“Modernising the government’s procurement system is the best defence against corruption” — so said the state’s chief procurement officer, Kenneth Brown, at a seminar in Cape Town organised by the Institute for Security Studies and Goedgedacht Forum, held on June 28.
Yet, if South Africa continues with this mindset, in 2022, when we look back at the role and influence of the office of the chief procurement officer in government procurement, we will see that the decision to establish the office came out of desperation rather than a clear and decisive programme to address service delivery. Defence against corruption is secondary.
Since the establishment of the office in February 2013, a good deal more than R150-billion has been wasted through irregular, fruitless and wasteful expenditure, across all three spheres of government. And the figure is expected to increase when the auditor general’s report for the 2015/16 financial year appears. Every year, the auditor general reports that this high level of wastefulness is mainly because government officials are not following regulations, thus opening the way for maladministration and corruption. Part of the reason officials do not follow regulations is because, despite legislation forbidding them from doing business with government, many continue to have such financial interests and continue to do channel millions towards these businesses.
Looking briefly at the complex history of the post-1994 amalgamation of thousands of administration centres, including those of the Bantustans, it’s clear that the process “de-bureaucratised” the public sector and local government. As a result, a feature of the post-apartheid state is contracting government services out to third party providers.
Brown said that “government spends about R500-billion a year on goods and services, ranging from the supply of pens and paperclips to mega-billion infrastructure projects”. This is well over 40% of the total R1.3-trillion annual budget of the 2016/17 financial year. The rest is spent on the wage bill for essential services — health, police, teachers, and officials who can best be described as administrators who oversee and manage relations between the government and third party service providers. Hence government does not have the capacity to do anything but file and report, whereas third party service providers do everything: designing plans, selecting other third party service providers, implementing those plans, monitoring and evaluating the implementation of the same plans, and preparing reports, in particular financial statements, especially in local government.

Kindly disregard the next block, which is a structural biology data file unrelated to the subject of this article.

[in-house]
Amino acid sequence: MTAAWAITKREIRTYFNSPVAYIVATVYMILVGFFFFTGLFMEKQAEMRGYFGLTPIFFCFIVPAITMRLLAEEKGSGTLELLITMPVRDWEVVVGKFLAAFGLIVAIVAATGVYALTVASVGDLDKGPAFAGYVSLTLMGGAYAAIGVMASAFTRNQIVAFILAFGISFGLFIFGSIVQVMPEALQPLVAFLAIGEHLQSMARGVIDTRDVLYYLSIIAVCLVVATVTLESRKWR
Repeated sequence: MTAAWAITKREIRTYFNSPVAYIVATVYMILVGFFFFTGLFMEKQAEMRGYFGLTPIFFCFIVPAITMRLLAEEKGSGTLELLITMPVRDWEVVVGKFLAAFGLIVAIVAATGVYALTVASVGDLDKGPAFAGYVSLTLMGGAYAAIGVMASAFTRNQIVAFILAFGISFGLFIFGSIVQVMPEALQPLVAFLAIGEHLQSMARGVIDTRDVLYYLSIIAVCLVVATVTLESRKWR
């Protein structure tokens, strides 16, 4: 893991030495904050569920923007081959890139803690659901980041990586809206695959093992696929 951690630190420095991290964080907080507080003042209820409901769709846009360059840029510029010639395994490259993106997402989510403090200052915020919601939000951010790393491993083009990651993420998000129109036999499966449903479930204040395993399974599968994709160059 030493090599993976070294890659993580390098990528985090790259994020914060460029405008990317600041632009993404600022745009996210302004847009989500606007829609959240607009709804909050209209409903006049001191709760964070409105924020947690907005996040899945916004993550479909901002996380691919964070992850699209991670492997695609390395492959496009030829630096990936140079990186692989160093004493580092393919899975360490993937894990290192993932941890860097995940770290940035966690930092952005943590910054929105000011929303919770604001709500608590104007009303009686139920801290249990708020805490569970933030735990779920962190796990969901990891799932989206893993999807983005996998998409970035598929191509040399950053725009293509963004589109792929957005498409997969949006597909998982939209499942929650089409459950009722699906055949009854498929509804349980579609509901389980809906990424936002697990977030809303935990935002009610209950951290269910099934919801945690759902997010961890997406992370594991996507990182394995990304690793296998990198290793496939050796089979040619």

Furthermore, as capacity continues to diminish in public sector and government dependency on third party service providers deepens, tens of thousands of discrete procurement sites flourished. In some instances, government officials, from junior assistants to senior managers within the same department but in different units, are responsible for procurement sites, yet lack the skills to manage a contract when engaging with third party service providers. Even the smallest procurement — such as buying sugar for staff — can only happen in government with a tender.
If we were modernising our procurement system in a situation where the root cause of the problem is mainly administrative, Brown’s approach may have merits. If the problem were those of processes and procedures, design and flows, stakeholder management and dispute resolutions, then Brown’s plan would stand a chance. But the challenges before government as far as procurement is concerned are not merely administrative in nature, and those who believe administrative modernisation will resolve these challenges are wasting time, as well as precious and limited resources, on a wild goose chase.
It is about time that the government looked at its core functions and built strong internal capacity to fulfil those functions, as part of an overhaul of macroeconomic policy and state restructuring to achieve people-centred government. The government has functions that are recurring, predictable and essential for sustainable service delivery. For example, maintenance of water infrastructure to ensure that taps are not leaking is one such function that requires internal capacity. Building internal capacity to reduce dependency on third party service providers will not primarily target corruption: instead, it will target the improvement of service delivery.
Some may ask: Where will the government get all the skills to build internal capacity? The fact of the matter is that the majority of qualified and skilled people, in particular artisans employed by the majority of third party service providers, are paid slave wages, work in inhumane environments without necessary benefits such as medical aids and a pension, and only the owner of the business gets to enjoy the accumulation of wealth.
Regardless of what form system modernisation takes, a defence against corruption in procurement is unlikely to come from there. If the lack of action by municipal councils to deal with transgressions in supply chain management processes, as reported by the auditor general, is any sign, it might be some time before we see any decisive steps towards dealing with corruption. The Brown plan simply puts a band-aid on an open wound.
Gumani Tshimomola is a senior researcher for the Economic Freedom Fighters’ parliamentary caucus